News Home

Research article named best of 2017 by Journal of School Psychology

From left, Susan Sheridan, CYFS director; Amanda Witte, CYFS project manager; and Shannon Holmes, postdoctoral affiliate at the University of Missouri, accept the award for Best Article of 2017.
From left, co-authors Susan Sheridan, CYFS director; Amanda Witte, project manager; and Shannon Holmes, postdoctoral fellow at the University of Missouri, accept the award for the 2017 Article of the Year.

A peer-reviewed research paper highlighting the success of a research-based program designed by CYFS has been named the 2017 Article of the Year by the Journal of School Psychology.

The article, “A randomized trial examining the effects of Conjoint Behavioral Consultation in rural schools: Student outcomes and the mediating role of the teacher-parent relationship,” appeared in the April 2017 issue of the Journal of School Psychology. It was one of two separate articles published about the outcomes of research using Conjoint Behavioral Consultation (CBC), a program now known as Teachers and Parents as Partners (TAPP). Full Article

CYFS researchers evaluate rural Nebraska after-school programs

CYFS evaluators (from right) Michelle Howell Smith, Susan Pense and Leslie Hawley provide feedback to teachers and school personnel participating in the ELO Design Challenge. The project is supporting five rural Nebraska school districts as they develop after-school and summer programs.
CYFS evaluators (from right) Michelle Howell Smith, Susan Pense and Leslie Hawley provide feedback to teachers and school personnel participating in the ELO Design Challenge. The project is supporting five rural Nebraska school districts as they develop after-school and summer programs.

Brainstorm, develop, implement, modify — and repeat. As rural Nebraska school districts use this adaptable approach to create after-school programs, a CYFS research team is taking similar steps to evaluate their progress.

The team is joining a 30-month project, Expanded Learning Opportunity Design Challenge, which involves Auburn, Beatrice, Boone Central, Centura and Grand Island school districts. Teachers and administrators from each district are developing after-school and summer programs for K-12 students, with a focus on integrating science, technology, engineering and mathematics. Full Article

Team develops virtual reality game to teach children healthy habits

A Nebraska team led by Changmin Yan, associate professor of advertising and public relations, has created a virtual reality game that teaches kindergarten children about nutrition and physical activity.
A Nebraska team led by Changmin Yan, associate professor of advertising and public relations, has created a virtual reality game that teaches kindergarten children about nutrition and physical activity.

Trees line the horizon under a bright, cloudless sky. It’s a typical outdoor scene — except for the giant pineapple soaring overhead.

Kindergarteners playing the virtual reality game must make a decision: What is the name of the fruit they see?

Changmin Yan with Google Cardboard glasses
Changmin Yan holds Google Cardboard glasses.

With $15 Google Cardboard glasses and an interdisciplinary research team, Changmin Yan, associate professor of advertising and public relations, has created an immersive experience to encourage healthy habits for young children in rural communities — particularly those from diverse socioeconomic backgrounds. Full Article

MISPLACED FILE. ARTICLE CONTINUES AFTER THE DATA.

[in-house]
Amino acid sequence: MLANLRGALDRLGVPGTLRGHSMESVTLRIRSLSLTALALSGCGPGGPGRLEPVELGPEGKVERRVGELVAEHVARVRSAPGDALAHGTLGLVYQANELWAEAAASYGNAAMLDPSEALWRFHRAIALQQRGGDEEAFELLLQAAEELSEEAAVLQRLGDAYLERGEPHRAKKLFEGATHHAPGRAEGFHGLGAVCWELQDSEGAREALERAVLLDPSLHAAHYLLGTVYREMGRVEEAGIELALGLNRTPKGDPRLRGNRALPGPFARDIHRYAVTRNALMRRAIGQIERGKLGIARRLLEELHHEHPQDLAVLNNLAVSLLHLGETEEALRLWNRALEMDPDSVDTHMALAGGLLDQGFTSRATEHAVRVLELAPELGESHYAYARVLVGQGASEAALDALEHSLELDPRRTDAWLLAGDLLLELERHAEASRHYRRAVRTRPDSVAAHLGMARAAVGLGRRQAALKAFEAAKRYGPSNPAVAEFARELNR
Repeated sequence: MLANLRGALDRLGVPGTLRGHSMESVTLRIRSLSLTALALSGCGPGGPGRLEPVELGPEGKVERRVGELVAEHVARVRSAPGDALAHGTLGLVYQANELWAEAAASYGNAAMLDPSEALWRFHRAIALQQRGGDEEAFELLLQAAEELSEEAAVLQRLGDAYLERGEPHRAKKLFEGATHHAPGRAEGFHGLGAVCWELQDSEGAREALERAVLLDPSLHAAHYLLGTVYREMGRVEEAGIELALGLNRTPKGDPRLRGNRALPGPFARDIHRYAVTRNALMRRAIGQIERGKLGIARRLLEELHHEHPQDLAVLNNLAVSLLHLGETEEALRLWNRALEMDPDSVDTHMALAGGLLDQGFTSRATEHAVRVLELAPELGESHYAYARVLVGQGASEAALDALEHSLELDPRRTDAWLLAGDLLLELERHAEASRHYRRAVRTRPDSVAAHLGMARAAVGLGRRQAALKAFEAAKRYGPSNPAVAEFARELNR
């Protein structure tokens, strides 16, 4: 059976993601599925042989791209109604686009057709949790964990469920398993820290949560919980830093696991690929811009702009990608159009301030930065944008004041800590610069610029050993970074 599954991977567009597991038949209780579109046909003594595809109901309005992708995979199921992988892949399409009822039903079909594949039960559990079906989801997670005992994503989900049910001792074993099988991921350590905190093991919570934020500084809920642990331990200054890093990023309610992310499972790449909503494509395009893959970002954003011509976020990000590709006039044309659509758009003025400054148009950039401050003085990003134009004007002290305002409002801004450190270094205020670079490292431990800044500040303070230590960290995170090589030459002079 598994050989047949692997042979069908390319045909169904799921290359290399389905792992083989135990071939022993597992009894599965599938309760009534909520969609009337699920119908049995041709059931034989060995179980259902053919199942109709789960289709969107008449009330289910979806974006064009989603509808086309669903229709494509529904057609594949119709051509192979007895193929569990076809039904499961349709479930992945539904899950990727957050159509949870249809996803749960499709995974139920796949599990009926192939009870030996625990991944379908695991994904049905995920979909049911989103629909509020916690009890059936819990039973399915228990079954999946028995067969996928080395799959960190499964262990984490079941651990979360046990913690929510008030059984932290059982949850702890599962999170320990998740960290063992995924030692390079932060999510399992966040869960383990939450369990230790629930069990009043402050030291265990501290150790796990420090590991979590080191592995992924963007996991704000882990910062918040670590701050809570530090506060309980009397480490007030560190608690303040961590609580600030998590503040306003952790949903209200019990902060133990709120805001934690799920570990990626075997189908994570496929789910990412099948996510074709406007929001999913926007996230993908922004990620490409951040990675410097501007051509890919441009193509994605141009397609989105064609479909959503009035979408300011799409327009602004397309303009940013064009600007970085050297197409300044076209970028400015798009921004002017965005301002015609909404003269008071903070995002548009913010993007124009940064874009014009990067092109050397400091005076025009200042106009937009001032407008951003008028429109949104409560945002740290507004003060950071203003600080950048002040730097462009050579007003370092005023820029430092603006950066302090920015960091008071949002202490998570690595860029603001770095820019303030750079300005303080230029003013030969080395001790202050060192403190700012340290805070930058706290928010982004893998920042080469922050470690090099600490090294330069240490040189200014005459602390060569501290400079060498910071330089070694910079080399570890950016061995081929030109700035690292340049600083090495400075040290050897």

Study: Strong parent-teacher ties drive positive outcomes for rural children

Amanda Witte, co-investigator, and Susan Sheridan, principal investigator
Amanda Witte, co-investigator and CYFS project manager, and Susan Sheridan, principal investigator

When parents and teachers work together, student behavior improves, along with their academic and social skills, according to a recent CYFS study.

Using the research-based program known as Teachers and Parents as Partners, the study examined how emphasis on strong relationships between schools and families in rural communities affects children’s outcomes. TAPP supports collaboration between teachers and parents to enhance students’ academic and social skills, and behavior. Full Article

Radio interview: Kunz discusses teacher coaching

Gina Kunz
Gina Kunz

Gina Kunz, CYFS research associate professor, shared her team’s research on teaching coaching Thursday, April 6 during the Paul Durban Show on KFOR, a Lincoln, Nebraska, radio station.

The team’s original study investigated how ‘coaches’—trained educators—can help teachers enhance instruction, particularly when using new instructional approaches. Their sample included middle and high school teachers in rural schools across Nebraska. Full Article

Witte selected as Rural Futures Institute fellow

Amanda Witte
Amanda Witte, project manager at the Nebraska Center for Research on Children, Youth, Families and Schools

Amanda Witte, CYFS project manager, has been selected to participate in an inaugural fellows program through the University of Nebraska’s Rural Futures Institute. As one of 15 faculty fellows, Witte was selected for her contributions to rural communities through research. Full Article

CYFS team releases rural research guide

A CYFS team has released a new working paper titled “Studying Educational Effectiveness in Rural Settings: A Guide for Researchers.”

The guide draws from experience gained while conducting research through CYFS’ National Center for Research on Rural Education, which was funded from 2009 to 2014 by the U.S. Department of Education’s Institute of Education Sciences. Full Article